You get the flavour without spending a fortune in my simplified version of this classic French dish. It’s a heart-warming, make-ahead dish for wintry weather. I have cut back on the amount of meat and used shortcut bacon instead of a chunk of bacon to cut back on the sat fat. (Short cut bacon is a 'half rasher' - the streaky (belly), narrow portion of the rasher has been removed leaving the choice cut eye meat.) But I did use a good-ish red wine and a little butter (it is a French dish) combined with olive oil. Of course you can substitute margarine if you prefer. Serve with mashed potato (a low GI potato one preferably) or sweet potato and green beans. To cut the fat and calories, have a smaller serving and enjoy the hearty flavour.
Serves 6

2 tablespoons butter
1 tablespoon olive oil
800 g gravy beef
1 large onion, chopped
2 carrots, chopped into chunks
150 g (5 oz) shortcut bacon, fat trimmed, chopped into large dice
½ teaspoon dried thyme
4 cloves garlic, crushed
1½ cups red wine
1 cup beef stock
2 tablespoons tomato paste
1 bay leaf
8 small pickling onions, peeled, and halved if large-ish
300 g (10 oz) button mushrooms
¼ cup parsley

  • Preheat the oven to 180ºC (350ºF).
  • Chop the meat into largish chunks (remember, meat shrinks when cooked).
  • Heat 1 tablespoon butter and all the oil in a large saucepan and brown the meat well in 2 batches on a high heat. Remove all meat from pan. Add the onion, carrots, bacon and thyme and cook, stirring occasionally on a low heat for 5 minutes. Stir in the garlic and wine, bring to the boil and simmer for about 3 minutes until the wine has reduced a little. Stir in the stock, tomato paste, bay leaf and beef, bring to the boil, cover and simmer for 1 hour and 10 minutes.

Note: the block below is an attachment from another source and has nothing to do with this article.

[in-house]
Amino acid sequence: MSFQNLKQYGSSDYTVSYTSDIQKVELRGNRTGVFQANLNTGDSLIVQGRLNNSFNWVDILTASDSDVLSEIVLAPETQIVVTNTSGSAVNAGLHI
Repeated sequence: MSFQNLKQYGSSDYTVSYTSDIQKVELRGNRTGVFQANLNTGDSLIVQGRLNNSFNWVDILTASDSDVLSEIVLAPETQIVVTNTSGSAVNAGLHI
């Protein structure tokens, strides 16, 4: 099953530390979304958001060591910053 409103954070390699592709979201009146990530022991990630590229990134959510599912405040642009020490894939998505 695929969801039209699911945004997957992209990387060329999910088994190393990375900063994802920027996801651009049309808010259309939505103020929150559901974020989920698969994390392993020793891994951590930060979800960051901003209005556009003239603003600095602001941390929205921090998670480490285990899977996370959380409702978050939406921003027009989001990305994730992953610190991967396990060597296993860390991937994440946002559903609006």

• While the casserole is simmering away, Place the pickling onions on an oven tray lined with baking paper and mix with remaining butter that has been melted, salt and freshly ground black pepper. Roast in the preheated oven for about 30 minutes or until soft.
  • Add the mushrooms the casserole dish and continue cooking, covered, for 15 minutes until the meat is tender and the mushrooms are softening. Stir in the roasted onions and cook for another 5 minutes until heated through. Top with parsley.
Per serving
Energy: 1700 kJ/ 406 cals; Protein 36 g; Fat 20 g (includes 8 g saturated fat and 95 mg cholesterol); Carbs 10 g; Fibre 5 g

Gratineed fruit